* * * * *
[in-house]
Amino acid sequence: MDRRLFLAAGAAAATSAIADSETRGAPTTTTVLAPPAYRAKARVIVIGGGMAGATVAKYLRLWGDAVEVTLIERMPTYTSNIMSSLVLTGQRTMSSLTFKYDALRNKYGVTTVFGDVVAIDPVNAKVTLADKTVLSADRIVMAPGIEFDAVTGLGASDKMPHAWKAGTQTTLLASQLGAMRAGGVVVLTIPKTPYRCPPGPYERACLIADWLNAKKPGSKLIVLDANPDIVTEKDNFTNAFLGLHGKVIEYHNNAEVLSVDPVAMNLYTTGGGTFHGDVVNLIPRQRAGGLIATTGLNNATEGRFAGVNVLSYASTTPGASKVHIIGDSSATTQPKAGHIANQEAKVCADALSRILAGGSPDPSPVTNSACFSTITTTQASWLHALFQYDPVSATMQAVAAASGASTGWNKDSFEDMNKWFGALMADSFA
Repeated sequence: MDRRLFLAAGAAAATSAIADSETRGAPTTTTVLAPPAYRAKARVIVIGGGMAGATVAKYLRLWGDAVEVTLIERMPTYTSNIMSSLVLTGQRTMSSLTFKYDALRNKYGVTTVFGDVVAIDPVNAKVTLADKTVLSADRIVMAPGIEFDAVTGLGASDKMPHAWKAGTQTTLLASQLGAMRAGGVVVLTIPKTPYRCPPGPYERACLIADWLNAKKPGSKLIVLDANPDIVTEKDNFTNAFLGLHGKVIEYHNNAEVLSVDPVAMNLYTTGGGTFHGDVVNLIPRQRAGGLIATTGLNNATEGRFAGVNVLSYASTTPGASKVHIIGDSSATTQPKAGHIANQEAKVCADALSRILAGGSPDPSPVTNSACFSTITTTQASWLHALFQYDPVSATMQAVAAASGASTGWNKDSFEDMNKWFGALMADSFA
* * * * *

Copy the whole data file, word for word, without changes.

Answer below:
[in-house]
Amino acid sequence: MDRRLFLAAGAAAATSAIADSETRGAPTTTTVLAPPAYRAKARVIVIGGGMAGATVAKYLRLWGDAVEVTLIERMPTYTSNIMSSLVLTGQRTMSSLTFKYDALRNKYGVTTVFGDVVAIDPVNAKVTLADKTVLSADRIVMAPGIEFDAVTGLGASDKMPHAWKAGTQTTLLASQLGAMRAGGVVVLTIPKTPYRCPPGPYERACLIADWLNAKKPGSKLIVLDANPDIVTEKDNFTNAFLGLHGKVIEYHNNAEVLSVDPVAMNLYTTGGGTFHGDVVNLIPRQRAGGLIATTGLNNATEGRFAGVNVLSYASTTPGASKVHIIGDSSATTQPKAGHIANQEAKVCADALSRILAGGSPDPSPVTNSACFSTITTTQASWLHALFQYDPVSATMQAVAAASGASTGWNKDSFEDMNKWFGALMADSFA
Repeated sequence: MDRRLFLAAGAAAATSAIADSETRGAPTTTTVLAPPAYRAKARVIVIGGGMAGATVAKYLRLWGDAVEVTLIERMPTYTSNIMSSLVLTGQRTMSSLTFKYDALRNKYGVTTVFGDVVAIDPVNAKVTLADKTVLSADRIVMAPGIEFDAVTGLGASDKMPHAWKAGTQTTLLASQLGAMRAGGVVVLTIPKTPYRCPPGPYERACLIADWLNAKKPGSKLIVLDANPDIVTEKDNFTNAFLGLHGKVIEYHNNAEVLSVDPVAMNLYTTGGGTFHGDVVNLIPRQRAGGLIATTGLNNATEGRFAGVNVLSYASTTPGASKVHIIGDSSATTQPKAGHIANQEAKVCADALSRILAGGSPDPSPVTNSACFSTITTTQASWLHALFQYDPVSATMQAVAAASGASTGWNKDSFEDMNKWFGALMADSFA